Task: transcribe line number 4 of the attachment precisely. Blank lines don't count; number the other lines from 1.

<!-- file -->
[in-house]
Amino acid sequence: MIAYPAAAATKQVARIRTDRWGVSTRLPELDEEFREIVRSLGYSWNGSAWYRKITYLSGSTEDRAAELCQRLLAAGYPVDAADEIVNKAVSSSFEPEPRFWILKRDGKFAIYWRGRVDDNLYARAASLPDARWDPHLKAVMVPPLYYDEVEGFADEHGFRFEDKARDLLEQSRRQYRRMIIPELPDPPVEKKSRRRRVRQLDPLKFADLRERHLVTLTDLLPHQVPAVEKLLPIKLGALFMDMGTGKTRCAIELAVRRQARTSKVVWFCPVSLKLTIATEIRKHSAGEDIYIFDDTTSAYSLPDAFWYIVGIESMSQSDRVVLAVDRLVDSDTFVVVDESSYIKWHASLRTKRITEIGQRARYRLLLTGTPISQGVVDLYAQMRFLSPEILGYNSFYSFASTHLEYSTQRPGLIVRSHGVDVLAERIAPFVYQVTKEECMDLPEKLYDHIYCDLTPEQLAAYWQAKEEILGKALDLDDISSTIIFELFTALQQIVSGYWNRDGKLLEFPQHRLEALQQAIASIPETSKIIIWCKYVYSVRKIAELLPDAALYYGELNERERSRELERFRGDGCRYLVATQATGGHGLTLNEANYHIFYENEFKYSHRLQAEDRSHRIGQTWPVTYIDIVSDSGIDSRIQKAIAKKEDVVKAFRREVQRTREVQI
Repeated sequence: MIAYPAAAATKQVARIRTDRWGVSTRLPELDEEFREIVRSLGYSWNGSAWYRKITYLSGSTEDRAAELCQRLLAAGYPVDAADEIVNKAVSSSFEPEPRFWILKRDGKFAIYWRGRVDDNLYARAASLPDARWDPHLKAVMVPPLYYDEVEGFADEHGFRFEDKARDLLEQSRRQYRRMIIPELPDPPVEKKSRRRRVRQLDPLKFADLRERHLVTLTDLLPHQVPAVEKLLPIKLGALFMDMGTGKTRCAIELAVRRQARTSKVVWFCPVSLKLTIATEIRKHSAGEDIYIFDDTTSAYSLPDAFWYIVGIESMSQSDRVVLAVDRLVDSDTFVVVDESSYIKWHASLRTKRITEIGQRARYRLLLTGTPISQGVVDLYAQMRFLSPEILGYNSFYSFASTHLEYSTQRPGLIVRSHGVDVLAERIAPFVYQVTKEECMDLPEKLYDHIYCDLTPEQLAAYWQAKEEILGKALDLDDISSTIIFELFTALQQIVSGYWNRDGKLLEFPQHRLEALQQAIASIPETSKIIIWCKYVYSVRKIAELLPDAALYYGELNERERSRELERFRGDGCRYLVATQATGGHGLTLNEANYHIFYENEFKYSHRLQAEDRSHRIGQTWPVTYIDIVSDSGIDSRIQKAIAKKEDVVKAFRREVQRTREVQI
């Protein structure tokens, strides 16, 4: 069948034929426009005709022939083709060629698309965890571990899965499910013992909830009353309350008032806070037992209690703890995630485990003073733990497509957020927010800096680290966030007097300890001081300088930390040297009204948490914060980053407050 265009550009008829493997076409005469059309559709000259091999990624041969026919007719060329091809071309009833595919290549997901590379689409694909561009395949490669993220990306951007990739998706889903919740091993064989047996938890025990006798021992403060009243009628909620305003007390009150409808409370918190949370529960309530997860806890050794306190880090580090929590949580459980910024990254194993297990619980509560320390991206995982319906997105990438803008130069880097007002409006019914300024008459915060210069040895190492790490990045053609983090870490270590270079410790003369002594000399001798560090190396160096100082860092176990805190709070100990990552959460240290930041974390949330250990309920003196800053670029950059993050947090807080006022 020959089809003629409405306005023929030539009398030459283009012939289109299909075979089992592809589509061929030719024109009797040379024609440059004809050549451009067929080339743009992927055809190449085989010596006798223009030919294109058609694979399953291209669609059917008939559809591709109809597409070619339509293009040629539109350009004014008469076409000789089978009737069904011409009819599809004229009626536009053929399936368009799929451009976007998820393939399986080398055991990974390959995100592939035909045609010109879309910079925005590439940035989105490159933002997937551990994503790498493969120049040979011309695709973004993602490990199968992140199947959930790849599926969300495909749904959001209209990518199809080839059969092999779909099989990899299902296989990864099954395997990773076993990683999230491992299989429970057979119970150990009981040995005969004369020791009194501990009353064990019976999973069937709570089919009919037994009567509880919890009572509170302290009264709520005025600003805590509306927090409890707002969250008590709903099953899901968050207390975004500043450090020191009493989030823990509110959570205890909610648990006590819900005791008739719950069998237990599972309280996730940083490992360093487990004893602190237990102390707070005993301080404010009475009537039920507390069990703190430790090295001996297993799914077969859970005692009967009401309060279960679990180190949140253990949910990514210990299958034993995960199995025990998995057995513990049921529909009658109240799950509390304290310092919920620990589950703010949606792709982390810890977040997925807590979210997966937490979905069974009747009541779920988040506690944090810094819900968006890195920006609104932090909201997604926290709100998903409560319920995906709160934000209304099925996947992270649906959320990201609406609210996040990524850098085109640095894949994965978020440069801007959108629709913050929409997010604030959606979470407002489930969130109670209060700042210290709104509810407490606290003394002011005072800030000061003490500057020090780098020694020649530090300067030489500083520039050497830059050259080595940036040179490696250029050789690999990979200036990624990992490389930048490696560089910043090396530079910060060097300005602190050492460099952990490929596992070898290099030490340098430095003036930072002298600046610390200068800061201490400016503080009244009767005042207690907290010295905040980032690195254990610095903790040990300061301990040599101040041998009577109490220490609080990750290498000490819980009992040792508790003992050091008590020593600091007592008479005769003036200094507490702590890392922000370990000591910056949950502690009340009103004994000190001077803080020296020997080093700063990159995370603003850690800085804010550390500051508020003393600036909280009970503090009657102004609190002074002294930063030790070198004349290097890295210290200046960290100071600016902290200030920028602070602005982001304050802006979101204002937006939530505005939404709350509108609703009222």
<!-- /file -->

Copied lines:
């Protein structure tokens, strides 16, 4: 069948034929426009005709022939083709060629698309965890571990899965499910013992909830009353309350008032806070037992209690703890995630485990003073733990497509957020927010800096680290966030007097300890001081300088930390040297009204948490914060980053407050 265009550009008829493997076409005469059309559709000259091999990624041969026919007719060329091809071309009833595919290549997901590379689409694909561009395949490669993220990306951007990739998706889903919740091993064989047996938890025990006798021992403060009243009628909620305003007390009150409808409370918190949370529960309530997860806890050794306190880090580090929590949580459980910024990254194993297990619980509560320390991206995982319906997105990438803008130069880097007002409006019914300024008459915060210069040895190492790490990045053609983090870490270590270079410790003369002594000399001798560090190396160096100082860092176990805190709070100990990552959460240290930041974390949330250990309920003196800053670029950059993050947090807080006022 020959089809003629409405306005023929030539009398030459283009012939289109299909075979089992592809589509061929030719024109009797040379024609440059004809050549451009067929080339743009992927055809190449085989010596006798223009030919294109058609694979399953291209669609059917008939559809591709109809597409070619339509293009040629539109350009004014008469076409000789089978009737069904011409009819599809004229009626536009053929399936368009799929451009976007998820393939399986080398055991990974390959995100592939035909045609010109879309910079925005590439940035989105490159933002997937551990994503790498493969120049040979011309695709973004993602490990199968992140199947959930790849599926969300495909749904959001209209990518199809080839059969092999779909099989990899299902296989990864099954395997990773076993990683999230491992299989429970057979119970150990009981040995005969004369020791009194501990009353064990019976999973069937709570089919009919037994009567509880919890009572509170302290009264709520005025600003805590509306927090409890707002969250008590709903099953899901968050207390975004500043450090020191009493989030823990509110959570205890909610648990006590819900005791008739719950069998237990599972309280996730940083490992360093487990004893602190237990102390707070005993301080404010009475009537039920507390069990703190430790090295001996297993799914077969859970005692009967009401309060279960679990180190949140253990949910990514210990299958034993995960199995025990998995057995513990049921529909009658109240799950509390304290310092919920620990589950703010949606792709982390810890977040997925807590979210997966937490979905069974009747009541779920988040506690944090810094819900968006890195920006609104932090909201997604926290709100998903409560319920995906709160934000209304099925996947992270649906959320990201609406609210996040990524850098085109640095894949994965978020440069801007959108629709913050929409997010604030959606979470407002489930969130109670209060700042210290709104509810407490606290003394002011005072800030000061003490500057020090780098020694020649530090300067030489500083520039050497830059050259080595940036040179490696250029050789690999990979200036990624990992490389930048490696560089910043090396530079910060060097300005602190050492460099952990490929596992070898290099030490340098430095003036930072002298600046610390200068800061201490400016503080009244009767005042207690907290010295905040980032690195254990610095903790040990300061301990040599101040041998009577109490220490609080990750290498000490819980009992040792508790003992050091008590020593600091007592008479005769003036200094507490702590890392922000370990000591910056949950502690009340009103004994000190001077803080020296020997080093700063990159995370603003850690800085804010550390500051508020003393600036909280009970503090009657102004609190002074002294930063030790070198004349290097890295210290200046960290100071600016902290200030920028602070602005982001304050802006979101204002937006939530505005939404709350509108609703009222």